On a personal level, my thoughts are about life-long LA educator, Sal Castro. He passed away a few days ago. How do you explain who he was to someone who never knew him? In a way, he was like LA Times journalist Ruben Salazar – the journalist that was killed in 1970 in ELA. Castro had a similar impact, but he did not die. He inspired a generation. Most people know of him through the movie Walkout! But if that’s how they know him, then in a sense they only know about six months of his life. Sal never stopped crusading for what some people call educational reform. We he really did was commence a campaign against educational apartheid. And that battle never ended.
In Tucson, we’ve been battling for seven years and Sal was well aware of the struggle there, in Arizona. He wanted to speak in Tucson when TUSD and the state decided that what he stood for was not welcome in this backward state. Still we invited him, but his health was already not in the best of shape. Two years ago, one of his brightest students, Paula Crrisostomo, came in his place. And she was banned from speaking not by one, but two schools in Tucson (Tucson High and Cholla). Still she spoke to my students at the University of Arizona. Her presence was powerful that year. After speaking to my students she went to one of the most chaotic school board meetings in Tucson’s history. The entire school board, the building and its surroundings were heavily militarized… And she was there in the middle of it all… 40 years after having taking part in a historic battle with thousands of students throughout LA schools, she was right in the middle of another historic battle, this time, in defense of Raza Studies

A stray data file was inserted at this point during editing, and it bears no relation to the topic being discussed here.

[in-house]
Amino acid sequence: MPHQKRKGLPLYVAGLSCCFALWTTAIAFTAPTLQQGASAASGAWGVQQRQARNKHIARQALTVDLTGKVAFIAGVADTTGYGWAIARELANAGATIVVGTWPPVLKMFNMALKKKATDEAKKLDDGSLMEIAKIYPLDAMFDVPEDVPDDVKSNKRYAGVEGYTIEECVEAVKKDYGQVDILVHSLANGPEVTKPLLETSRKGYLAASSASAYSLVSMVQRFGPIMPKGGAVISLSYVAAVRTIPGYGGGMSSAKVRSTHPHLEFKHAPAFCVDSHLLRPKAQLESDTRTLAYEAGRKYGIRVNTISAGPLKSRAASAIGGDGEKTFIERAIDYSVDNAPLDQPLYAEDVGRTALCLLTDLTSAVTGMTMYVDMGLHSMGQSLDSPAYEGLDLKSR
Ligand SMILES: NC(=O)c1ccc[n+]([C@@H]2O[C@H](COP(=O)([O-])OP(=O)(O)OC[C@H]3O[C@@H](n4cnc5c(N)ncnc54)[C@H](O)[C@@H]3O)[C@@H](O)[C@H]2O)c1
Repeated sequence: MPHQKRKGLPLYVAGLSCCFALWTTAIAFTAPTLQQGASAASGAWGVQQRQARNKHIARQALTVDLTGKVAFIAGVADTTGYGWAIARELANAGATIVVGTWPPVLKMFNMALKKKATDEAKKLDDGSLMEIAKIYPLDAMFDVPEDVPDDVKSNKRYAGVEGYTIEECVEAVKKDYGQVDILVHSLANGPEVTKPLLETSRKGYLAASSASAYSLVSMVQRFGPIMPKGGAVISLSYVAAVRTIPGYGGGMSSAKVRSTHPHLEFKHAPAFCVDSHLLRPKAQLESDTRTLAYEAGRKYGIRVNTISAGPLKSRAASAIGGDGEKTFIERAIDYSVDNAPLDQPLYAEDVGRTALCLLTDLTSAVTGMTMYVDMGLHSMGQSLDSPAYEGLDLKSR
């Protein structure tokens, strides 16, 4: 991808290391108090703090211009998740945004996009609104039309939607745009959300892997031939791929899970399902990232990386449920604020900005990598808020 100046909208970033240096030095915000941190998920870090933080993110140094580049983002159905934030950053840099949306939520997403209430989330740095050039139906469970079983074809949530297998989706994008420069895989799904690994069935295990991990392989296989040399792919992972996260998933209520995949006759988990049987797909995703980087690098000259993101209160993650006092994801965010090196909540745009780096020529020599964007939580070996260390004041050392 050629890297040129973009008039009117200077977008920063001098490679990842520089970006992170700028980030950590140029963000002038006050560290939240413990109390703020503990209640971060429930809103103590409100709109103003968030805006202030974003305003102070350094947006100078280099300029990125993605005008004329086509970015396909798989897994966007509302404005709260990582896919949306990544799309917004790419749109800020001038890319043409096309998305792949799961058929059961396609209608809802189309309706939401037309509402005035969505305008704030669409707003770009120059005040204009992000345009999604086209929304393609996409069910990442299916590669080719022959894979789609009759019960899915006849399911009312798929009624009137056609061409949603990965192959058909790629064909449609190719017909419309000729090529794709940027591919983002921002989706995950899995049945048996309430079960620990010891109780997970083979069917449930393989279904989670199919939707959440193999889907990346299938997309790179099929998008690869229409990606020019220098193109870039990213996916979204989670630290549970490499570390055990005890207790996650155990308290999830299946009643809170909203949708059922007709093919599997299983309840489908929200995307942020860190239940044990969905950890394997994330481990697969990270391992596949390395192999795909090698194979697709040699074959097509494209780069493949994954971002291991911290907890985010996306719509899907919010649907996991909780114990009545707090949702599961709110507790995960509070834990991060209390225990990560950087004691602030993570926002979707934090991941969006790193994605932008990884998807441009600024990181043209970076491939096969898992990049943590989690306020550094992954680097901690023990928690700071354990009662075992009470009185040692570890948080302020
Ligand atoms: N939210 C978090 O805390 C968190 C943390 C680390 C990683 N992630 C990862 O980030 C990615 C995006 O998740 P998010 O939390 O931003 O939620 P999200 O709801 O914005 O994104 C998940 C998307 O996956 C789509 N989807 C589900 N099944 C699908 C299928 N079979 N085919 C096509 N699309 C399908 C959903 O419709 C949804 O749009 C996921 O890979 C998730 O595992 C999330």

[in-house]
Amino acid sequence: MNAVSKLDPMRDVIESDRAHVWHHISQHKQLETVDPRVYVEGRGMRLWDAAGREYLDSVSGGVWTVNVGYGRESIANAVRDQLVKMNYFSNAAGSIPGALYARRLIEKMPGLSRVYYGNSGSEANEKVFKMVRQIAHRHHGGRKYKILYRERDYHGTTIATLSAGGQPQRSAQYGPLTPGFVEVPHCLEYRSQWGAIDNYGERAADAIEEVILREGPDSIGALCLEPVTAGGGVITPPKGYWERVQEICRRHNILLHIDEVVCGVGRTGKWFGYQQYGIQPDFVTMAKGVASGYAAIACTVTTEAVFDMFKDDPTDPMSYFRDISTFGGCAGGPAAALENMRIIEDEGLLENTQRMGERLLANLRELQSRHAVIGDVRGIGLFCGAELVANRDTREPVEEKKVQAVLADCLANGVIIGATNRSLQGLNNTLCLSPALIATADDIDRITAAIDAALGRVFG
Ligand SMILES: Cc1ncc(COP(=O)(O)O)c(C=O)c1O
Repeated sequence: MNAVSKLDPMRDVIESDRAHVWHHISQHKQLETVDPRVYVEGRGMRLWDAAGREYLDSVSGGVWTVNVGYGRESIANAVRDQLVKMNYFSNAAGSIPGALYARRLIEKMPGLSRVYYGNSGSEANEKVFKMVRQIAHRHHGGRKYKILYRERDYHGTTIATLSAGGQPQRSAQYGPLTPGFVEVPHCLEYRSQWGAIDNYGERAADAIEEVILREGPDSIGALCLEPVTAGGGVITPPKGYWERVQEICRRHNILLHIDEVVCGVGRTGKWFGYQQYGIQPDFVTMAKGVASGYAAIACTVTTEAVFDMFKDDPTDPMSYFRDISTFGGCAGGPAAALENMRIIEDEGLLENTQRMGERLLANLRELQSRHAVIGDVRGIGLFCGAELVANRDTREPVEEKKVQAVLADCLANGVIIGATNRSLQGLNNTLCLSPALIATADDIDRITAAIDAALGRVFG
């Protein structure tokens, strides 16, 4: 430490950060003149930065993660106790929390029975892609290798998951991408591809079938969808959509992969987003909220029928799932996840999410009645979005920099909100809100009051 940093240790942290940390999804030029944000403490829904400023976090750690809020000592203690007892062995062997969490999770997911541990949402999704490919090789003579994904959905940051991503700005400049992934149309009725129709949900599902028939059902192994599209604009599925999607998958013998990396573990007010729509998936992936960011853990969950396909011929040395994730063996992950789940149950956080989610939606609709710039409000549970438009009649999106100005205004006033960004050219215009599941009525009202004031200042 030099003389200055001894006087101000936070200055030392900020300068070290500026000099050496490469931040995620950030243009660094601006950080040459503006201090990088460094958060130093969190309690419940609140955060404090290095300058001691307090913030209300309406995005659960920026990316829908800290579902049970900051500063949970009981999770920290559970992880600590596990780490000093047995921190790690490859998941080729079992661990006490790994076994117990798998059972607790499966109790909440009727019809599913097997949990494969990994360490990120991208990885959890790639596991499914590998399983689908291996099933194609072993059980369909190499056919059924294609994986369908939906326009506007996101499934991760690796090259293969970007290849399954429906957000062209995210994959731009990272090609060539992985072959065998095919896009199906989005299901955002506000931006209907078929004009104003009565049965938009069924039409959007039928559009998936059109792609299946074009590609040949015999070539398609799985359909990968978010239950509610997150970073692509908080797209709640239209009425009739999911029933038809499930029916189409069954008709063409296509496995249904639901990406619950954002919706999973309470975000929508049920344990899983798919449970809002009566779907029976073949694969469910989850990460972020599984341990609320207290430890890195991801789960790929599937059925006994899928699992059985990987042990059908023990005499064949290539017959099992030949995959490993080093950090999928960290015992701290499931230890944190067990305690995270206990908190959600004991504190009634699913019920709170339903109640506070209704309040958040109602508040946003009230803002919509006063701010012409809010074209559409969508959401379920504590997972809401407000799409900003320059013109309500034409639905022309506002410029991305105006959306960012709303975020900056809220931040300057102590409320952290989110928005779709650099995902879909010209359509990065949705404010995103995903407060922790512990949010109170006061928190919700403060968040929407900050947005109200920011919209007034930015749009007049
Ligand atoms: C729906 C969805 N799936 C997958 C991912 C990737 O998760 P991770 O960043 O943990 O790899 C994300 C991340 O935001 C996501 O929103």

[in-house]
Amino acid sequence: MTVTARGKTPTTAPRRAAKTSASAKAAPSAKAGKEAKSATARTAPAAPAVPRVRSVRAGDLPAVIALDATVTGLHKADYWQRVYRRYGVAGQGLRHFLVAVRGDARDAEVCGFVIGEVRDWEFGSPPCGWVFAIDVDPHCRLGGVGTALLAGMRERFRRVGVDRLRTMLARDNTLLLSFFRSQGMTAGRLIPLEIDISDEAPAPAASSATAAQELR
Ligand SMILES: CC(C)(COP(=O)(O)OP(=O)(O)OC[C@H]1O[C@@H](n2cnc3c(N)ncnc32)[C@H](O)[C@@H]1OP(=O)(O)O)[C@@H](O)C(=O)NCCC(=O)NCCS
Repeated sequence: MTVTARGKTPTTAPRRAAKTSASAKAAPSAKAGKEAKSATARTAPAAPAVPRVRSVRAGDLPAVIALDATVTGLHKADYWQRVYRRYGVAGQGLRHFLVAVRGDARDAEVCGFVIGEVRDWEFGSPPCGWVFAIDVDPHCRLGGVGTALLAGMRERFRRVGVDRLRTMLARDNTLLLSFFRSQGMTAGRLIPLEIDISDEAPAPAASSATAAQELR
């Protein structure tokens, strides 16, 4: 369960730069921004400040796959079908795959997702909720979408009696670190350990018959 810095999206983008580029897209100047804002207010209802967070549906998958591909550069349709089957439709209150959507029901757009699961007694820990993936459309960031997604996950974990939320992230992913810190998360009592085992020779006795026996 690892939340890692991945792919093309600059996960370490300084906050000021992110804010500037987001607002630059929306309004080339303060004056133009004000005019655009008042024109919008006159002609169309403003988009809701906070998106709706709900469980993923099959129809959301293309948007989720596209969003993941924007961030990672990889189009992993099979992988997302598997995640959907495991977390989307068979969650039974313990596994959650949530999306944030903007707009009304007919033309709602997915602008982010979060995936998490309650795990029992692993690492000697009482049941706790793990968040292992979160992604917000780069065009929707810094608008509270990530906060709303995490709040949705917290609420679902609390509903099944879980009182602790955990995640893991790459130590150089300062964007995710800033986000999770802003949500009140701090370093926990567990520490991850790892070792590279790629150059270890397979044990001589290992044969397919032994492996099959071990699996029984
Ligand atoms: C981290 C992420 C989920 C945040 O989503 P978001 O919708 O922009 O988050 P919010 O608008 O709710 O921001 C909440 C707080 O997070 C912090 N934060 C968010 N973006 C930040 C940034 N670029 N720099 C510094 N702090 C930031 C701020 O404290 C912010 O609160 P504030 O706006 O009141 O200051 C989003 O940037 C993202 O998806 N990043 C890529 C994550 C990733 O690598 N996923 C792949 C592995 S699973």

Sal was the essence of what it means to be a teacher. In some societies a teacher is the highest example of what it means to be a good human being. A teacher imparts knowledge, imparts wisdom and sets an example.
Soon, I will feel compelled to write about him. A little more about him. At the moment, I am like many, attempting to digest the significance, the impact, of his life and his death.
When I spoke about that we had entered an era of turbulence, I meant something bigger, or something beyond Los Angeles or even beyond this country.
Just recently, the Constitution Project (a two year study) found that the United States had engaged in torture. The previous administration suspended both the Geneva Conventions and the Convention Against Torture. This of course is mind-boggling. Mind-boggling that the entire previous administration is not behind bars. There is no mystery. These politicians willingly ignored the law, and also, as collateral damage, sacrificed our rights for a false sense of security. And then you have the current administration, from day one, speaking about needing to move forward and not looking back (that’s a pretty ridiculous notion as all prosecutions of crimes and all judicial proceedings deal with the past). Failure to prosecute those that engage in torture is itself a crime. The previous administration willfully defied international law, and even U.S. law. They did not hide their intentions. What they said was that the law does not apply to this country. That was a unilateral decision. And worse the current administration has been complicit in this. The current administration’s policies, in regards to war and specifically the use of drones, is, as illegal as the previous administrations war activities.
But let’s switch gears. A generation ago dictators throughout the world, including on this continent, committed unspeakable crimes against humanity, including genocide. A generation later many of these same dictators and generals have now been put to trial. Truth commissions were not and are not good enough.
READ THE ENTIRE ARTICLE HERE: Dr Cintli: UPDATE: Nin Tonantzin Non Centeotl.